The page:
The dark Side
Globalization places a special emphasis on borders between countries, specifically on opening them up. Economic globalization encourages free trade agreements between countries, multinational corporations, and the free flow of goods across the world. However, the focus on open borders does not seem to apply to people. As inequalities between rich and poor countries increase, borders are becoming more and more closed to people. Because of these tight border controls and a growing global fear of those seeking refuge, migration is risky business. Stories abound of people crossing highways and deserts, mountains and seas, hiding in trucks and boats or clinging to lifeboats adrift in the ocean. Some never arrive and are found tied to boats, dead in cargo containers of airplanes, or shot dead in the Mexico desert in flight to the United States. People smugglers cash in on tough immigration laws, promising asylum seekers safe passage for a fee. Many of these smugglers are part of a growing ring of sex-traffickers.
Huge numbers of poverty-stricken girls and women accept the promise of a good job or a kind husband but find they have been tricked into prostitution. Some girls are even sold to smugglers by poverty-stricken families who see them as their only hope for an escape from poverty. GABRIELA Philippines reports that a Filipina woman sells for between $3000 and $5000 in the international sex trade. A Cambodian woman who herself escaped the sex trade after being sold at the age of twelve recounts violent, vivid stories of women and girls as young as four who are raped for profit in her book “The Road of Lost Innocence.” She estimates that 2.4 million young women and children will be forced into prostitution in 2011.9Most trafficked women come from Asia, but Eastern European women have also been prone to be trafficked into prostitution as they escape poverty created after the erosion of the social safety net in their home countries. In Canada, foreign trafficking for prostitution is estimated to be worth $400 million annually.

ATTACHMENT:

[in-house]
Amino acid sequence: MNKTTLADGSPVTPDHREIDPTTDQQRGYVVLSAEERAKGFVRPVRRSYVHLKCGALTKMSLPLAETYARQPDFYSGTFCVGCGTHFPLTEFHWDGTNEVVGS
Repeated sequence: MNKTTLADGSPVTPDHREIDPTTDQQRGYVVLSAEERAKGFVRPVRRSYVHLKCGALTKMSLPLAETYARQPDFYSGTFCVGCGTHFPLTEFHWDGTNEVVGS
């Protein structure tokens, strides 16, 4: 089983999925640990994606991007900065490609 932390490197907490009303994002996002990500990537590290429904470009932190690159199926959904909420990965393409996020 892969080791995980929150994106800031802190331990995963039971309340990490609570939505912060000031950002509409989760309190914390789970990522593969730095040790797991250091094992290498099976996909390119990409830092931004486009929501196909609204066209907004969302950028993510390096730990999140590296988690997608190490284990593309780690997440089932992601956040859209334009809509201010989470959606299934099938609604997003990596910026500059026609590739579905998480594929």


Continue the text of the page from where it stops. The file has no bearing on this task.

A particular criticism has been the reluctance of some countries to tackle trafficking for purposes other than sex.
Another action governments can take is raising awareness of this issue. This can take three forms. First, in raising awareness among potential victims, particularly in countries where human traffickers are active. Second, raising awareness among police, social welfare workers and immigration officers to equip them to deal appropriately with the problem. And finally, in countries where prostitution is legal or semi-legal, raising awareness among the clients of prostitution to watch for signs of human trafficking victims.
Raising awareness can take on different forms. One method is through the use of awareness films or through posters.
Statistical estimates show 300,000 women have been sold into the sex trade in Western Europe in the last 10 years, and since 1990, 80,000 women and children from Myanmar (formerly Burma), Cambodia, Laos and China have been sold into Thailand‘s sex industry.
Among the other findings:
• As many as 7,000 Nepali girls as young as 9 are soldannually into India’s red-light districts, 200,000 in the last decade.
• Afghani women are sold into prostitution in Pakistan for around 600 rupees – less than $4 a pound, depending on their weight.
• About 50,000 Asian, Latin American and Eastern European women and children are trafficked into the United States for sexual exploitation, the going rate between $12,000 and $18,000 each.
• Ten thousand children between the ages of 6 and 14 are in Sri Lankan brothels.
• Lithuania, Latvia and Estonia have become the sex centers for Western Europe, featuring women from the former Soviet Union.